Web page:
Saturday, 20 October 2007 by kinakoJam
Walk straight down Clinton St from Cobble Hill, Brooklyn, past Italian gardens with religious statues and under the Queens-Brooklyn expressway, and you're in Red Hook, a whole different ball game.
Soccer, busted up buildings, trees, grass, and amazing Latin American food throughout summer.
Approaching the food vendors:
Quite surprising that so many people I've met who live in Brooklyn have not been to the Red Hook Ballfields...and the ones who have, act real surprised that we went there. Surely, something this good can't be a secret, when it's been there for ten years and it gets press like this article in the NY Times, which came with a tantalising accompanying video, effusing that "there is no better street food scene in all of New York", and "it’s the kind of experience that reminds you why you live in New York."
Also, Nina Lalli wrote in this 2005 article in the Village Voice about how Chowhound.com bloggers were "plotzing" over the Central American/Mexican/South American food. She explained, "(For non-Yiddish speakers, to plotz means to explode, crack, or burst). "Louise", who had written up the original report (which fellow 'hound Bob Martinez called "the definitive post on the ball fields"), replied with a confirmation: "Totally plotz-worthy.""
It was the nicest way to spend a hot few hours, chilling on the grass, eating snacks, while cute kids run around. The crowd was mostly Latino/Latina, with a few Brooklyn-dwelling palanga/pakeha families with the occasional adopted Chinese baby.
Just a few meters up the road is this big pool which was already drained since we came in early autumn, but apparently is lively throughout summer and kids have to wear white tee shirts to avoid gang skirmishes over colour affiliations.
If you go there, the article by Peter Meehan in the NY Times gives a very good directive of what to sample, going from right to left along the stalls.
The Ecuadorian-Chilean ceviche-mixto was the best I've ever had, heavy on lime juice, spring onions, cilantro, & red onions. I would ask for two servings of hot sauce. Love those roasted corn kernels.
Some of the young guys who'd been playing soccer ordered something similar but hot, that looked really good too: I guess it was the Ence Bollado.
The Baleadas from Ms Carcamo at the next stall (and the cinnamon 'Horchata' rice milk with unrefined sugar) were delicious. That was actually my favourite thing – so good I forgot to take a picture unfortunately. Just-made wheat tortillas folded around a smear of beans and a sprinkling of grated cheese, very simple, soft and tasty, and not greasy. Peter Meehan writes, "Ms. Carcamo left Honduras for Brooklyn more than 20 years ago and has been turning out these baleadas, which might be most expediently described as Honduran tacos, at the Red Hook ball fields for more than a decade. Away from the sun and soccer, on weekdays and through the winter, she runs Honduras Maya, her restaurant on Fifth Avenue in Park Slope." Watch the NY Times video to see more. It was a shame that there was a ridiculous queue for the pupusa stand next door (and a camera crew filming them too), whereas the Baleadas were sadly neglected, with hardly any customers. Hang in there, Carcamo crew.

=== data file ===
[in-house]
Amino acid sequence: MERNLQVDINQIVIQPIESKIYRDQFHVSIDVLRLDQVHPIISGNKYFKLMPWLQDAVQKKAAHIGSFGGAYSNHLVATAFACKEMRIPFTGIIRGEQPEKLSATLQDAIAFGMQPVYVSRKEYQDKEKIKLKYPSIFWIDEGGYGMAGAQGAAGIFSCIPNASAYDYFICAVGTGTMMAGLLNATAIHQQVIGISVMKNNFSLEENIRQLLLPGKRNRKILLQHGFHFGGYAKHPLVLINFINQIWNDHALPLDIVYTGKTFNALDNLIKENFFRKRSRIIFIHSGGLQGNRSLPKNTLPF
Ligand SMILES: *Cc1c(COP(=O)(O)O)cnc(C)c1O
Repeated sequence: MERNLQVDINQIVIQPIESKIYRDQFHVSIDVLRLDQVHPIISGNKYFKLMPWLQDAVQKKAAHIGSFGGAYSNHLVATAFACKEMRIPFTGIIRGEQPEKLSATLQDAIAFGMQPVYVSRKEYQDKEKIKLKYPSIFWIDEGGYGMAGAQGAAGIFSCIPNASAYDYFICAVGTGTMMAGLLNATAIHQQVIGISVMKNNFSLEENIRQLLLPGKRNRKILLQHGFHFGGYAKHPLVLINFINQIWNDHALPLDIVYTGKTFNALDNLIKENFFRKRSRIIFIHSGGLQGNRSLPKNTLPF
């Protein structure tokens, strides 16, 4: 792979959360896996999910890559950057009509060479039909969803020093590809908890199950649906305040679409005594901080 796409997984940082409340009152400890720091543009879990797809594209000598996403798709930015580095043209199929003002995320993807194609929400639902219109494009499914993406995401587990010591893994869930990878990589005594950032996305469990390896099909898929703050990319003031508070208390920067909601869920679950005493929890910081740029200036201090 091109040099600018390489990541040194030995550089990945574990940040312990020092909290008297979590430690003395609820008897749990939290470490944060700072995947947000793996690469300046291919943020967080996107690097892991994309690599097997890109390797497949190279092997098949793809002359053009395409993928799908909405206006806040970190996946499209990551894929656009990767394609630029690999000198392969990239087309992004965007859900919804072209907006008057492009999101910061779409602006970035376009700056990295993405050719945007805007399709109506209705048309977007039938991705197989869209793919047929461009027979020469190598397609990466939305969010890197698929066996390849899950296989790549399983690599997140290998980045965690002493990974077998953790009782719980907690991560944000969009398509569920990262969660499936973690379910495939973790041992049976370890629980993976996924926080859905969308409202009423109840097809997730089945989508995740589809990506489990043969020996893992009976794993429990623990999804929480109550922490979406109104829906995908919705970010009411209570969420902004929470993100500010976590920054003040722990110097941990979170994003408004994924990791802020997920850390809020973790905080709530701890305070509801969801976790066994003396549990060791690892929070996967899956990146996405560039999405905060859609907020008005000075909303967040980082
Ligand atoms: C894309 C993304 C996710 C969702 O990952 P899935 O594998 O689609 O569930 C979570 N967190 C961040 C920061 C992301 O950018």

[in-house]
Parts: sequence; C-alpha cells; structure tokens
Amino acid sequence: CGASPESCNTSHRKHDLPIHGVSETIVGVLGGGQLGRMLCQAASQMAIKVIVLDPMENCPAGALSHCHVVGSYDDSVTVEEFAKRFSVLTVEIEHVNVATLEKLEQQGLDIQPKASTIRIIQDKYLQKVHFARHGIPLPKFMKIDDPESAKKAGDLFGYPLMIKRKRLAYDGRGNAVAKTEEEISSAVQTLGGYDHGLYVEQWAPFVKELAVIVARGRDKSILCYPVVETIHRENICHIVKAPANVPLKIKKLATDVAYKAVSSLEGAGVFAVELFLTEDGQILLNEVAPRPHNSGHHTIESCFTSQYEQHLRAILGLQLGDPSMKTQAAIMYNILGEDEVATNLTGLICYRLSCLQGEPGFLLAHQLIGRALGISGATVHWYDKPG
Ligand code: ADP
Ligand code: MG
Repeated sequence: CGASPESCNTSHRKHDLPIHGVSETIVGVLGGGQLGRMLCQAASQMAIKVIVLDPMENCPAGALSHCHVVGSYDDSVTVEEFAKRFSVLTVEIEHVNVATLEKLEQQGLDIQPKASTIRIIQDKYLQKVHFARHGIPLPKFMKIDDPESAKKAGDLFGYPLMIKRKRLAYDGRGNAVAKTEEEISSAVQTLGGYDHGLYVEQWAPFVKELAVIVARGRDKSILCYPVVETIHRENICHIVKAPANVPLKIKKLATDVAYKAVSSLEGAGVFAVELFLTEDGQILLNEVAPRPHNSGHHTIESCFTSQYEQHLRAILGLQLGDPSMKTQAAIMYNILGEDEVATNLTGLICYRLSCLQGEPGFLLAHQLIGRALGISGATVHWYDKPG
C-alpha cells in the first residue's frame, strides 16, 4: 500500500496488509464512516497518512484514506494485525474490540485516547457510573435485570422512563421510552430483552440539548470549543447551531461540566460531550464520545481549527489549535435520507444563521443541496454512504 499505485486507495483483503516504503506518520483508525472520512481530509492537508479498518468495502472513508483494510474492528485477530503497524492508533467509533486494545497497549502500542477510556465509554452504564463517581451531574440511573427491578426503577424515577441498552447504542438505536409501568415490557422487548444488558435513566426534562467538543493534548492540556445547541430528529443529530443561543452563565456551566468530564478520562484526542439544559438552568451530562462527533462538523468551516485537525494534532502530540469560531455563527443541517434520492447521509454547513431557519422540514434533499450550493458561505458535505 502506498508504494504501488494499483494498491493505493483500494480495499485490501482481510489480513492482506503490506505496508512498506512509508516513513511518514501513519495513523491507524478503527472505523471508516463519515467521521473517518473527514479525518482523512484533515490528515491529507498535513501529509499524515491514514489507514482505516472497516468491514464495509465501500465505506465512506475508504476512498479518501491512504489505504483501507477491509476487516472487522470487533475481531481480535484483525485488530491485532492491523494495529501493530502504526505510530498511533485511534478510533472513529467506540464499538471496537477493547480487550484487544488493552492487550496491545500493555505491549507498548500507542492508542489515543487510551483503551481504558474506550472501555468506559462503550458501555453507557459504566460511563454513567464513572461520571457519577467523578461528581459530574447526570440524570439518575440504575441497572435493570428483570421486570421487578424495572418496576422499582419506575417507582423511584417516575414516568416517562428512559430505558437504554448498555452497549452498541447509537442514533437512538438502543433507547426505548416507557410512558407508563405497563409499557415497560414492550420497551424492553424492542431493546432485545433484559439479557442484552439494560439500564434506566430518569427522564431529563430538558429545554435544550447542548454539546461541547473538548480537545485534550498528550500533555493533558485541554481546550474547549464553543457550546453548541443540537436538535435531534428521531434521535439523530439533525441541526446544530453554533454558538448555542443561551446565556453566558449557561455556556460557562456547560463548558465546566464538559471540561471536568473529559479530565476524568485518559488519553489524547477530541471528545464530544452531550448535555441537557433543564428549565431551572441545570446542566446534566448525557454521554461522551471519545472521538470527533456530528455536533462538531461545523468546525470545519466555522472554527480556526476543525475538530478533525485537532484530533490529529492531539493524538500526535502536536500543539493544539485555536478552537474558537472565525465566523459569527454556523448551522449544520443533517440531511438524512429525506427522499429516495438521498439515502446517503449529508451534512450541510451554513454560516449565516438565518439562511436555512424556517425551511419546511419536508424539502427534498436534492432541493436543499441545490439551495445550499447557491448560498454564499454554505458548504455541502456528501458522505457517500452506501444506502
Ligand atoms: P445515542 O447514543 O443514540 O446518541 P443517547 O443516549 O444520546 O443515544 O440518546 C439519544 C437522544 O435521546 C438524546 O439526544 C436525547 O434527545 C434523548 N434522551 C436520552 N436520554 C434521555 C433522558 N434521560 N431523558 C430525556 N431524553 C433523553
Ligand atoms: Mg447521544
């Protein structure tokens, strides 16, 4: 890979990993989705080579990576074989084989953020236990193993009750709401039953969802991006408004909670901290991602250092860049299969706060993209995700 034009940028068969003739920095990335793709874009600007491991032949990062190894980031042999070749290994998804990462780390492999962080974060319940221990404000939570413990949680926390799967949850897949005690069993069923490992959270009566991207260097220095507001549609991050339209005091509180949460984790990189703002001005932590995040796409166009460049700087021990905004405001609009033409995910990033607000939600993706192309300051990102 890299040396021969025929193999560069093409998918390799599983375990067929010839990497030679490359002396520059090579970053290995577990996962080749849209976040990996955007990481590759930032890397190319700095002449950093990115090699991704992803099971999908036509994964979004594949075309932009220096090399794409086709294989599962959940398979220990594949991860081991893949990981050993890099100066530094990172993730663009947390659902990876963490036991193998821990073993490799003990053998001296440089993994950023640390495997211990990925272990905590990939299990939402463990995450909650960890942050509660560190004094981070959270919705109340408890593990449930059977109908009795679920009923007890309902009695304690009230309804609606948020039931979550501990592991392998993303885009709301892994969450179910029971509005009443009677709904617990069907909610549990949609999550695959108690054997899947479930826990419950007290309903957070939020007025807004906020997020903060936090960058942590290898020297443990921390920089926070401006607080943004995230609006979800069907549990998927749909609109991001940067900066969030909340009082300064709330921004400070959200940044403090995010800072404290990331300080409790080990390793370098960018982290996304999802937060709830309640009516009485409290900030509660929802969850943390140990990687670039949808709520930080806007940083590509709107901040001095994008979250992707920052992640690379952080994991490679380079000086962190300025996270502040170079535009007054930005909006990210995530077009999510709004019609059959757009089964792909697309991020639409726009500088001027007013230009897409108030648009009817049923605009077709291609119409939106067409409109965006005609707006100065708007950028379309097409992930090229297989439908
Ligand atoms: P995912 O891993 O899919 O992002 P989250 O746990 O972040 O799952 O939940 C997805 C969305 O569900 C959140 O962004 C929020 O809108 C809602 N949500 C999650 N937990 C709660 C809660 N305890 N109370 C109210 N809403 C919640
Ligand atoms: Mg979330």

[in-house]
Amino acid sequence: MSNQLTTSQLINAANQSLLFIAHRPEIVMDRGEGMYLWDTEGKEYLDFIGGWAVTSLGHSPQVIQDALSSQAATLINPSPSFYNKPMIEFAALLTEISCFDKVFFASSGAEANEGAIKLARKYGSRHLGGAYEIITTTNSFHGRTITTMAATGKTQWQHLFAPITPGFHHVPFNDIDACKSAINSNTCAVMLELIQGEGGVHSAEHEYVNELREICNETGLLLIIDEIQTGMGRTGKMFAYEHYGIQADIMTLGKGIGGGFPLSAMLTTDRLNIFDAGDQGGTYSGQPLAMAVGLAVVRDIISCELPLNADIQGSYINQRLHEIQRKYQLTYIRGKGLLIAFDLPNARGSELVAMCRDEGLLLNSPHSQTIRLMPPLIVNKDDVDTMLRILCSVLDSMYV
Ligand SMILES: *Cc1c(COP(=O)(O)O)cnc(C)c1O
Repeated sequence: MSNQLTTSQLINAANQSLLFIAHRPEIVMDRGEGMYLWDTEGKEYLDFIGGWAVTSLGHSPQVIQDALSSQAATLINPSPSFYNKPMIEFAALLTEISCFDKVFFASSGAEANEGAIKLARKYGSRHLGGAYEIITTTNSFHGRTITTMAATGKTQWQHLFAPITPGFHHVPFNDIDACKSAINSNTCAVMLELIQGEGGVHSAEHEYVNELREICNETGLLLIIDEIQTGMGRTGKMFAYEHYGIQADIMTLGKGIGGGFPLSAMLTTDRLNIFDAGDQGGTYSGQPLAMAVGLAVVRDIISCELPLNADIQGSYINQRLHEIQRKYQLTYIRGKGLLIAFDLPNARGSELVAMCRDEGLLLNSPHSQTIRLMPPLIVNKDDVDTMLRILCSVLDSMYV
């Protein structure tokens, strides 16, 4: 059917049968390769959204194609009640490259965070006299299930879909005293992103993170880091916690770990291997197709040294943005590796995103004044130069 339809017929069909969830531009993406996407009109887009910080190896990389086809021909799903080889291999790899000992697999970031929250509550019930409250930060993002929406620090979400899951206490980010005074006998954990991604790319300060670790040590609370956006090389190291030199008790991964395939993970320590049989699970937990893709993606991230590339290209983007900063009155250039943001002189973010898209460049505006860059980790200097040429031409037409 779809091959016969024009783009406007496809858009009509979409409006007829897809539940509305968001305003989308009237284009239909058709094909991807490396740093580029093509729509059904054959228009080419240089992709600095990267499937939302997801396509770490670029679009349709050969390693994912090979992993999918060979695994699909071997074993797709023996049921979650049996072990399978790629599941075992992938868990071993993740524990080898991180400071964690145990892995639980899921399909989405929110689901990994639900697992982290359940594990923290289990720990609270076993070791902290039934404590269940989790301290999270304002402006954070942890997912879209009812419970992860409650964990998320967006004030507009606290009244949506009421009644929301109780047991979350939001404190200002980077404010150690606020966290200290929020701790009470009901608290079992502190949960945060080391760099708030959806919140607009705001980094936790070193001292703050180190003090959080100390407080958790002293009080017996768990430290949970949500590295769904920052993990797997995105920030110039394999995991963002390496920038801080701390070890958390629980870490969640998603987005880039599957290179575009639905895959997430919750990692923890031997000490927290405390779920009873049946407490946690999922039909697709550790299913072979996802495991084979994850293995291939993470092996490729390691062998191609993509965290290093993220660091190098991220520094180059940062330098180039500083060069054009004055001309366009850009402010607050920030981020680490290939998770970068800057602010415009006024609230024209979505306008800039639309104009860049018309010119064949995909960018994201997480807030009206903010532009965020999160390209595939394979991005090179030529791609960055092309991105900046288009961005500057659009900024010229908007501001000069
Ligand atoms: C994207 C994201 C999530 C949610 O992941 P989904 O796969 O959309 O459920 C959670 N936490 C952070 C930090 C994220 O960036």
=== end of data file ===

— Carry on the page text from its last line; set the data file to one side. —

The Salvadoran-style pupusa (we had pork and cheese but if I went again I'd get jalapeno and cheese) was yummy & fresh but definitely greasy and junky.
Here is Nina Lalli's description: "Masa (meaning 'dough') is made from corn kernels dried by fire or in the sun, which are boiled and ground to a thick paste. It can also be dried to make flour, which just needs a little water to form tamales, tortillas, etc. Foodies generally become hysterical when they see the real thing, and with good reason. A freshly made tortilla is more than just a vehicle for its filling—it is crisp on the outside, but thick, soft inside, hot, and tasting truly of corn. I devoured a pork and cheese-filled pupusa, which is flattened into a fat pancake and cooked on a griddle until the cheese is melted and oozes out when cut with the side of a fork. For perfect contrast, it is served with a heap of pickled cabbage."
Actually the fried plantain with crema (like runny sour cream) from the pupusa stall was even more memorable. Plantains, where have you been all my life?
The charcoal-cooked corn (elotes) was tasty, dredged in mayo, chilli, lime and crumbled Cotija cheese (we make these at home sometimes, using parmesan, since hearing about the version at Cafe Habana in Nolita a couple years ago). I would recommend to hold the mayo though: it overwhelms the other flavours a little too much and is too rich for my taste.
For dessert we had the rest of the Horchata and a bag of chopped mango to which we were given the option of adding chilli or salt. There were piles of fruits and mango hedgehogs on sticks. The whole area was hot from the sun and smoky from all the cooking.
Beware of Chowhounds:
The Red Hook food vendors are there Saturdays and Sundays from May through October. The atmosphere and food are SO good, if I lived locally I'd go every weekend for sure. Next time I want to try the Mexican Huaraches and the chicken tamales.